You know, I consider myself lucky. Most people I accept with conditions and pains. When you hear about other people and what’s happened to them, and just… terrible accidents so … the fact that I live with one or two inconveniences… I can’t play sport anymore. My God, I’m 57years old, how long am I going to be running marathons for? I know people run them at 80 or 90 and good luck to them. So, but I’ve still got the memories. I won a tennis tournament at the [House] which is like a country club we joined for the summer. And they were a good standard of players. Not that I was any good, but I was so fit at the time, and I got every ball back that they would hate playing me because I got everything back. And I’d lose the first set because all the good players were much better, but I would just win the second set because I’d run them round the court and lob them and they would be finished and shattered, and so I played somebody in the final. I had to play a semi final, my claim to fame this day, I’m sorry I’ve got to mention it Because we were running late, because the guy was away, I had to play a semi final. I think it was I think the Bank Holiday Monday and because the final was aimed at 5 o’clock in the afternoon. So I had to play the semi final against a really good player who everyone expected to murder me at 8 o’clock in the morning. Again I beat him in three sets over three and a half hours, because every point was a battle. So I finished that at 12 and had to be back at 5 o’clock for the final. And the guy was just like me, a fitness fanatic. And they said it was the most boring tennis match in history. The rallies were like 50 strokes and that was a four and a half hour match which I just won.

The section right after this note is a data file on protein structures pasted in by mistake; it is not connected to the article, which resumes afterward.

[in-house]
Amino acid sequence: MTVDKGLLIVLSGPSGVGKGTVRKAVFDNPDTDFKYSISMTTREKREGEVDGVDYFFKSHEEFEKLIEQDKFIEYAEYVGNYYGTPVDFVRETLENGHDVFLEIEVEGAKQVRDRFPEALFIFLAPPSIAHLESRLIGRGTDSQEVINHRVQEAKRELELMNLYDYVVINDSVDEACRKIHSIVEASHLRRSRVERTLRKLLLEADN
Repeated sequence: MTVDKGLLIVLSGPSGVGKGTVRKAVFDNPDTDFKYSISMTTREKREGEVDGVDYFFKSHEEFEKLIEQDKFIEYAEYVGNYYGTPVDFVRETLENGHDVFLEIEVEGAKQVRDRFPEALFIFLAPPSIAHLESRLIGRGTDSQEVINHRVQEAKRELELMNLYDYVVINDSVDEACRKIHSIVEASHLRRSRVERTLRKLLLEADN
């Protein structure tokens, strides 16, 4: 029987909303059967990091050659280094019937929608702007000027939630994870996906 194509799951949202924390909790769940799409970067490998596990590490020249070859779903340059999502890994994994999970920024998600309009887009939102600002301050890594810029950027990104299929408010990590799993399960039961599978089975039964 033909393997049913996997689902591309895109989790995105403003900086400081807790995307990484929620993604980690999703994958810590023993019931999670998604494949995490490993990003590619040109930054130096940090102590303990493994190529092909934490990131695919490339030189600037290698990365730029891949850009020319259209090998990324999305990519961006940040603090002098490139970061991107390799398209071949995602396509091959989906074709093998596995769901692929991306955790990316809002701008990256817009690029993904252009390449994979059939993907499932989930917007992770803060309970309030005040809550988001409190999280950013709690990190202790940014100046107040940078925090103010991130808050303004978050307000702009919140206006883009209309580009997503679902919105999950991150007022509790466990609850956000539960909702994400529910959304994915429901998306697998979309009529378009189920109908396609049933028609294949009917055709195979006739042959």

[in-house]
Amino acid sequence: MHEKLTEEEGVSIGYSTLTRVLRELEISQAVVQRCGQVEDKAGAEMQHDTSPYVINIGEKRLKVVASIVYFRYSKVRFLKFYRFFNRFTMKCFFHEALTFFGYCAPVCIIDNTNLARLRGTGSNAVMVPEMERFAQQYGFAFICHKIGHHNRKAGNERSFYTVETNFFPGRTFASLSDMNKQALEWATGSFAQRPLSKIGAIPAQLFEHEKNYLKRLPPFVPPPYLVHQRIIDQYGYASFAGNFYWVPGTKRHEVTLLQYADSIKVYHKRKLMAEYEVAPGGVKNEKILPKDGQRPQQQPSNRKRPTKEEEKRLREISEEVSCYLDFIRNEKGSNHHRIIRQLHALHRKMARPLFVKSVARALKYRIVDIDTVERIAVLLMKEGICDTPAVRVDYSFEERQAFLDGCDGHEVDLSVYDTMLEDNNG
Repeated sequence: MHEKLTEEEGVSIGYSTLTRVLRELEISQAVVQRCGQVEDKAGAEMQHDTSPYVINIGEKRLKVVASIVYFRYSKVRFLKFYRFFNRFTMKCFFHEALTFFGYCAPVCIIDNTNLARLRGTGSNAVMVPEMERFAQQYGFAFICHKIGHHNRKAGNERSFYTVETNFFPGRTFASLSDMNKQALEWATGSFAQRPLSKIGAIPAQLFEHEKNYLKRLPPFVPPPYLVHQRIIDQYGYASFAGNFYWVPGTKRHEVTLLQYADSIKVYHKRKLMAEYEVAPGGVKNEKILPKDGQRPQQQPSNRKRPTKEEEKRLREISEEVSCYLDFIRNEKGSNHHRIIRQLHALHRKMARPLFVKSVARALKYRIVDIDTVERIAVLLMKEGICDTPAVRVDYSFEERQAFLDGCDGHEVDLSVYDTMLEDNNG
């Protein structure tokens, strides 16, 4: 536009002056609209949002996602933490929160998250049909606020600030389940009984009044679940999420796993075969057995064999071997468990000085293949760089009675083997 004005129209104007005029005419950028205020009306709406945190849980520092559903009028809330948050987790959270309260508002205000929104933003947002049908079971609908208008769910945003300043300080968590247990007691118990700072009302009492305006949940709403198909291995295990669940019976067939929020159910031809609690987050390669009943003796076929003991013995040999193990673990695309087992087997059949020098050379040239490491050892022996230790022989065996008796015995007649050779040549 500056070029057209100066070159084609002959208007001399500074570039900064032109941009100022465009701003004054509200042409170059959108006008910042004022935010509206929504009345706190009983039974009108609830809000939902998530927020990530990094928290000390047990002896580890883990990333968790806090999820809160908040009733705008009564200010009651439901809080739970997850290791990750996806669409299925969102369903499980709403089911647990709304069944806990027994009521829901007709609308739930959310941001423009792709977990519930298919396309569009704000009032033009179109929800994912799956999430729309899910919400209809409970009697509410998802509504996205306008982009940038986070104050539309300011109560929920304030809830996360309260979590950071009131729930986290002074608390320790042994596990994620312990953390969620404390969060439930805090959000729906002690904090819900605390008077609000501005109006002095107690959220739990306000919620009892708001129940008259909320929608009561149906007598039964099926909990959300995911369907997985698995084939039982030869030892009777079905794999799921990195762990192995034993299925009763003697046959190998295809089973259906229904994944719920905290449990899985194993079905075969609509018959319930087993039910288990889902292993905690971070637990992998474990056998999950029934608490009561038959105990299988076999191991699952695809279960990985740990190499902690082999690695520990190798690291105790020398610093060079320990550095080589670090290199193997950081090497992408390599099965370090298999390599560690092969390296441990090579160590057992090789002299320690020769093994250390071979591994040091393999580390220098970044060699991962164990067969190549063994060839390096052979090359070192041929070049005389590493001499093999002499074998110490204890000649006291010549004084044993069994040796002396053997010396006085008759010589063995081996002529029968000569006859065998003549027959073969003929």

Can you imagine playing eight hours of tennis? So I got that medal or a trophy and memory. And I enjoy big sporting occasions, hence the football. I applied to be a volunteer at the Olympic Games. I speak a few languages badly, and they’ll probably put me at Victoria Station in a yellow jacket sending everyone off to Strafford. I’ve been involved in Maccab sports, youth athletics, football refereeing, which I hated. I would love to be in South Africa at the moment. All these things are expensive. But I’ve been to world cups and European championships. I’ll be at the next one’s in Poland. And I expect to be at a lot of games there. I’ve got contact, they’ll get me tickets. So yes, yes, life’s good. Medically I could be better off, but I could be a lot worse. And I can cope with anything that my body throws at me. But I ain’t having another hip replacement. That was far worse than my Crohn’s, as bad as that was, it was a cure for me and I consider myself very, very lucky.